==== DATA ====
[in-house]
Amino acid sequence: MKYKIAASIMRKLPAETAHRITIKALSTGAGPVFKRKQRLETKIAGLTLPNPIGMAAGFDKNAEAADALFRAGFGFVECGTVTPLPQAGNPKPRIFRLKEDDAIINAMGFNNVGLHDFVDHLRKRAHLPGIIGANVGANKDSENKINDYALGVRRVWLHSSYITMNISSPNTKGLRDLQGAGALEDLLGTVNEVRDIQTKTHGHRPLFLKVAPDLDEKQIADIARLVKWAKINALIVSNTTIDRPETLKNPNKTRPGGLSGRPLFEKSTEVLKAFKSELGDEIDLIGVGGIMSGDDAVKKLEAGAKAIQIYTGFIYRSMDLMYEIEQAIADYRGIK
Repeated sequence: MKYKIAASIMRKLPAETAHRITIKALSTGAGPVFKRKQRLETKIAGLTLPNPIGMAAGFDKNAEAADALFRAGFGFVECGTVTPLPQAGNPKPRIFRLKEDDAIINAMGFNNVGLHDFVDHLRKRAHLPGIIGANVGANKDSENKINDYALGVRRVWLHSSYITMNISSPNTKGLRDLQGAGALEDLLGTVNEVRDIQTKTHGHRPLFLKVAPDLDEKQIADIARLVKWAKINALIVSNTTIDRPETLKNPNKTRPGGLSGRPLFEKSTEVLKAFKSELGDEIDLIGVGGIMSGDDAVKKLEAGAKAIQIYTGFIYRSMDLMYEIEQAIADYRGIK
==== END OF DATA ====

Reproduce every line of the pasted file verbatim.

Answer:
[in-house]
Amino acid sequence: MKYKIAASIMRKLPAETAHRITIKALSTGAGPVFKRKQRLETKIAGLTLPNPIGMAAGFDKNAEAADALFRAGFGFVECGTVTPLPQAGNPKPRIFRLKEDDAIINAMGFNNVGLHDFVDHLRKRAHLPGIIGANVGANKDSENKINDYALGVRRVWLHSSYITMNISSPNTKGLRDLQGAGALEDLLGTVNEVRDIQTKTHGHRPLFLKVAPDLDEKQIADIARLVKWAKINALIVSNTTIDRPETLKNPNKTRPGGLSGRPLFEKSTEVLKAFKSELGDEIDLIGVGGIMSGDDAVKKLEAGAKAIQIYTGFIYRSMDLMYEIEQAIADYRGIK
Repeated sequence: MKYKIAASIMRKLPAETAHRITIKALSTGAGPVFKRKQRLETKIAGLTLPNPIGMAAGFDKNAEAADALFRAGFGFVECGTVTPLPQAGNPKPRIFRLKEDDAIINAMGFNNVGLHDFVDHLRKRAHLPGIIGANVGANKDSENKINDYALGVRRVWLHSSYITMNISSPNTKGLRDLQGAGALEDLLGTVNEVRDIQTKTHGHRPLFLKVAPDLDEKQIADIARLVKWAKINALIVSNTTIDRPETLKNPNKTRPGGLSGRPLFEKSTEVLKAFKSELGDEIDLIGVGGIMSGDDAVKKLEAGAKAIQIYTGFIYRSMDLMYEIEQAIADYRGIK